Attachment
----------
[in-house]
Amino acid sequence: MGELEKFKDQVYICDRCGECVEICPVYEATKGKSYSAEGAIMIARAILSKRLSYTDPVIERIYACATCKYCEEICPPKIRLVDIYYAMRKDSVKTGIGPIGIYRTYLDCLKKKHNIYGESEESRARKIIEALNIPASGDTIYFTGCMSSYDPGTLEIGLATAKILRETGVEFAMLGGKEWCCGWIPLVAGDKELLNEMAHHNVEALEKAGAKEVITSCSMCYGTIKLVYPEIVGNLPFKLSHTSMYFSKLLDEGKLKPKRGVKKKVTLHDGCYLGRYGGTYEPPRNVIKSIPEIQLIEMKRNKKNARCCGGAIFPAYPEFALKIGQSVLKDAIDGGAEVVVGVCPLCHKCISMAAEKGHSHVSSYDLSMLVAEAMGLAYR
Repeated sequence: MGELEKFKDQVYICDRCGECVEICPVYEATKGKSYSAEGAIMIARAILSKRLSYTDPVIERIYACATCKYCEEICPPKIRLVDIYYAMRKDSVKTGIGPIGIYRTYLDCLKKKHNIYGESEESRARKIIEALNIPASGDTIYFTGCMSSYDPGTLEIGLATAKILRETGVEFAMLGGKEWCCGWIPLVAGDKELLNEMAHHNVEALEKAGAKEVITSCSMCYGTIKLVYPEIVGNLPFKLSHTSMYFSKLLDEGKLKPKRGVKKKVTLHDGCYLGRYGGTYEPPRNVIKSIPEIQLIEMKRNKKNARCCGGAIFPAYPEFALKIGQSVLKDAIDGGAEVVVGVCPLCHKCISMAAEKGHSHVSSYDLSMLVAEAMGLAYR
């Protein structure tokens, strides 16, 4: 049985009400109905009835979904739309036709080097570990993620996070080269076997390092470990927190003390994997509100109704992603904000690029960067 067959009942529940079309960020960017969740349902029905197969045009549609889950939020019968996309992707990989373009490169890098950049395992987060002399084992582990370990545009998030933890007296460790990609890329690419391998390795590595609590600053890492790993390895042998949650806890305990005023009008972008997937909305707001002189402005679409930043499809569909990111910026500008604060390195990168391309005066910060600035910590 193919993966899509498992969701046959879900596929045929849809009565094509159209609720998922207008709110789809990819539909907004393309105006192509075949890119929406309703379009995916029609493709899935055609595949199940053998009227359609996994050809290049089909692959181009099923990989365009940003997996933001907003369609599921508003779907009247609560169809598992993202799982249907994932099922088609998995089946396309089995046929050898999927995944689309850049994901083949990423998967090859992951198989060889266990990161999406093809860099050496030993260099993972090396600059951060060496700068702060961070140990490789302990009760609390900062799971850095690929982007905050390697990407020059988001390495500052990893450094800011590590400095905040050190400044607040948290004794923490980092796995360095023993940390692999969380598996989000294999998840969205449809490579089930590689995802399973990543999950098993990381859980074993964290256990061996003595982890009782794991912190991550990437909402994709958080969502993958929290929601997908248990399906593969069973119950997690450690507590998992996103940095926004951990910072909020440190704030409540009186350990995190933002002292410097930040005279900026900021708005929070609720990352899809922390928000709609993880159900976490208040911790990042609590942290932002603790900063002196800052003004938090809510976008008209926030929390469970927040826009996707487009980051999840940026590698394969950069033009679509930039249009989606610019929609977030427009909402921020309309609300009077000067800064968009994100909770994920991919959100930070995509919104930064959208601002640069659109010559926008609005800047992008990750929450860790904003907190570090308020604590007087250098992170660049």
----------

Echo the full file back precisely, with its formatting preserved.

[in-house]
Amino acid sequence: MGELEKFKDQVYICDRCGECVEICPVYEATKGKSYSAEGAIMIARAILSKRLSYTDPVIERIYACATCKYCEEICPPKIRLVDIYYAMRKDSVKTGIGPIGIYRTYLDCLKKKHNIYGESEESRARKIIEALNIPASGDTIYFTGCMSSYDPGTLEIGLATAKILRETGVEFAMLGGKEWCCGWIPLVAGDKELLNEMAHHNVEALEKAGAKEVITSCSMCYGTIKLVYPEIVGNLPFKLSHTSMYFSKLLDEGKLKPKRGVKKKVTLHDGCYLGRYGGTYEPPRNVIKSIPEIQLIEMKRNKKNARCCGGAIFPAYPEFALKIGQSVLKDAIDGGAEVVVGVCPLCHKCISMAAEKGHSHVSSYDLSMLVAEAMGLAYR
Repeated sequence: MGELEKFKDQVYICDRCGECVEICPVYEATKGKSYSAEGAIMIARAILSKRLSYTDPVIERIYACATCKYCEEICPPKIRLVDIYYAMRKDSVKTGIGPIGIYRTYLDCLKKKHNIYGESEESRARKIIEALNIPASGDTIYFTGCMSSYDPGTLEIGLATAKILRETGVEFAMLGGKEWCCGWIPLVAGDKELLNEMAHHNVEALEKAGAKEVITSCSMCYGTIKLVYPEIVGNLPFKLSHTSMYFSKLLDEGKLKPKRGVKKKVTLHDGCYLGRYGGTYEPPRNVIKSIPEIQLIEMKRNKKNARCCGGAIFPAYPEFALKIGQSVLKDAIDGGAEVVVGVCPLCHKCISMAAEKGHSHVSSYDLSMLVAEAMGLAYR
């Protein structure tokens, strides 16, 4: 049985009400109905009835979904739309036709080097570990993620996070080269076997390092470990927190003390994997509100109704992603904000690029960067 067959009942529940079309960020960017969740349902029905197969045009549609889950939020019968996309992707990989373009490169890098950049395992987060002399084992582990370990545009998030933890007296460790990609890329690419391998390795590595609590600053890492790993390895042998949650806890305990005023009008972008997937909305707001002189402005679409930043499809569909990111910026500008604060390195990168391309005066910060600035910590 193919993966899509498992969701046959879900596929045929849809009565094509159209609720998922207008709110789809990819539909907004393309105006192509075949890119929406309703379009995916029609493709899935055609595949199940053998009227359609996994050809290049089909692959181009099923990989365009940003997996933001907003369609599921508003779907009247609560169809598992993202799982249907994932099922088609998995089946396309089995046929050898999927995944689309850049994901083949990423998967090859992951198989060889266990990161999406093809860099050496030993260099993972090396600059951060060496700068702060961070140990490789302990009760609390900062799971850095690929982007905050390697990407020059988001390495500052990893450094800011590590400095905040050190400044607040948290004794923490980092796995360095023993940390692999969380598996989000294999998840969205449809490579089930590689995802399973990543999950098993990381859980074993964290256990061996003595982890009782794991912190991550990437909402994709958080969502993958929290929601997908248990399906593969069973119950997690450690507590998992996103940095926004951990910072909020440190704030409540009186350990995190933002002292410097930040005279900026900021708005929070609720990352899809922390928000709609993880159900976490208040911790990042609590942290932002603790900063002196800052003004938090809510976008008209926030929390469970927040826009996707487009980051999840940026590698394969950069033009679509930039249009989606610019929609977030427009909402921020309309609300009077000067800064968009994100909770994920991919959100930070995509919104930064959208601002640069659109010559926008609005800047992008990750929450860790904003907190570090308020604590007087250098992170660049």